Sebastopol is on track to allow its two dispensaries to sell cannabis for recreational use to adults at the start of 2018, which would make it the first local government in Sonoma County to do so.
California adults across the state can buy marijuana come New Year’s Day, and the question is what stores will be allowed to sell it. Cities and counties across the state have been scrambling to draft new rules either permitting or banning it, with many lagging to get local laws written by January.
Sebastopol’s City Council Tuesday decided it will vote Dec. 19 on an urgency ordinance putting temporary rules in place for sales, manufacturing, cultivation and other aspects of the non-medical industry.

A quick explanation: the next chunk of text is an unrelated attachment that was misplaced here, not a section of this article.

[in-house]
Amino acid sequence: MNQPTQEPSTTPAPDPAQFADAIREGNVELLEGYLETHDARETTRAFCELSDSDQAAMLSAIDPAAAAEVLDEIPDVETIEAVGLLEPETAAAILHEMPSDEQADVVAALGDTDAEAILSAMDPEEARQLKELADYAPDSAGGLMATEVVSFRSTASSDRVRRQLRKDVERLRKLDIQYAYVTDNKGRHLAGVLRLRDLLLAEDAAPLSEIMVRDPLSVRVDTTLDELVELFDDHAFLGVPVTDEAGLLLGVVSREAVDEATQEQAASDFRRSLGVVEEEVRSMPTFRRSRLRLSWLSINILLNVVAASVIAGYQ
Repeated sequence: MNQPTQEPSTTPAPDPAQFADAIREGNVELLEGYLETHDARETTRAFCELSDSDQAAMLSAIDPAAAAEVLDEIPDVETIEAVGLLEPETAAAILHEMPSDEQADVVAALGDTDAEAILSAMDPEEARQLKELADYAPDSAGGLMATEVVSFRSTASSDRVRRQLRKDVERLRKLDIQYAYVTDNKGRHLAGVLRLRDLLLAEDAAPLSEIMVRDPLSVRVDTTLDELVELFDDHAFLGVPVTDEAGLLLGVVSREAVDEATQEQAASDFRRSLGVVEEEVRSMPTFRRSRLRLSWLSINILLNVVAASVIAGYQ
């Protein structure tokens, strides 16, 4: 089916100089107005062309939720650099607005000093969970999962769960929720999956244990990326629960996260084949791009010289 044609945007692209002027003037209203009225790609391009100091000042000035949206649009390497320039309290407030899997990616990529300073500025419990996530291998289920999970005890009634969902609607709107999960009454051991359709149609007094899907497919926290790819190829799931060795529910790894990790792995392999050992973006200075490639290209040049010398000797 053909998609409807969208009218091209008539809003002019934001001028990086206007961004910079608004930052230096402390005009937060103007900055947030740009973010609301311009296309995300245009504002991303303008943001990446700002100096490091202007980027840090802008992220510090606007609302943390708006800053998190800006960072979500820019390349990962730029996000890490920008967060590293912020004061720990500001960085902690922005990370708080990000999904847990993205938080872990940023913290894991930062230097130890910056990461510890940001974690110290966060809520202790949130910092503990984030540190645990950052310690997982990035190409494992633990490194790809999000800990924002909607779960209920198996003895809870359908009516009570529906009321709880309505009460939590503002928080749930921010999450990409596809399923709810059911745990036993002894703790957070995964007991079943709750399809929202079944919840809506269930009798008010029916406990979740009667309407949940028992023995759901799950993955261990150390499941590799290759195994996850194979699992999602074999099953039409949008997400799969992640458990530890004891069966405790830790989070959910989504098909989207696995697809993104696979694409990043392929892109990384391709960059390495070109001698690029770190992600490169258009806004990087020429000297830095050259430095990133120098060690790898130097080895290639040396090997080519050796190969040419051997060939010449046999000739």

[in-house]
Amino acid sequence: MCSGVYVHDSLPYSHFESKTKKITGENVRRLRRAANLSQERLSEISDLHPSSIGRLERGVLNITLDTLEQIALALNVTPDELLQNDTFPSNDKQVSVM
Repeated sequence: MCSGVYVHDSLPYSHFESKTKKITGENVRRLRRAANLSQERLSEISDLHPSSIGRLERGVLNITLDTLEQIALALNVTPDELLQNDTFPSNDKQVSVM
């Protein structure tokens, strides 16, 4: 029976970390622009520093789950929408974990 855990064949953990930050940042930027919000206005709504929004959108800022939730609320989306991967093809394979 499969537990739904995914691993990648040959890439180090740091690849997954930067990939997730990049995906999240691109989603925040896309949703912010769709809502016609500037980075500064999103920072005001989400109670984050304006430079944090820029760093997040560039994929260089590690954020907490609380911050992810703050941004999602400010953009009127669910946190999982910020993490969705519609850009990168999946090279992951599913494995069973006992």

Sebastopol Mayor Patrick Slayter said the city should be proactive in regulating how the local cannabis trade takes shape and focus on “the existing infrastructure, existing businesses that have knowledge of the industry, that have a positive track record.”
“Each community is making decisions, and that to me is what’s important, getting our stake in the ground,” Slayter said.
The city — often touted as a local bastion for progressive values — is home to one of the region’s flagship dispensaries, Peace in Medicine, founded a decade ago. Founder Robert Jacob served on the City Council, with a stint as mayor, making him one of the first elected officials in the state who was open about his work in the medical marijuana industry.
Slayter said the dispensary, now called SPARC, had the kind of “positive track record” the city was looking for in marijuana outlets, and that it had helped him better understand the cannabis industry.
“If anyplace can do it right, it’s Sebastopol,” Omar Figueroa, a Sebastopol resident and cannabis attorney, said in an interview Wednesday. “It’s a small city and it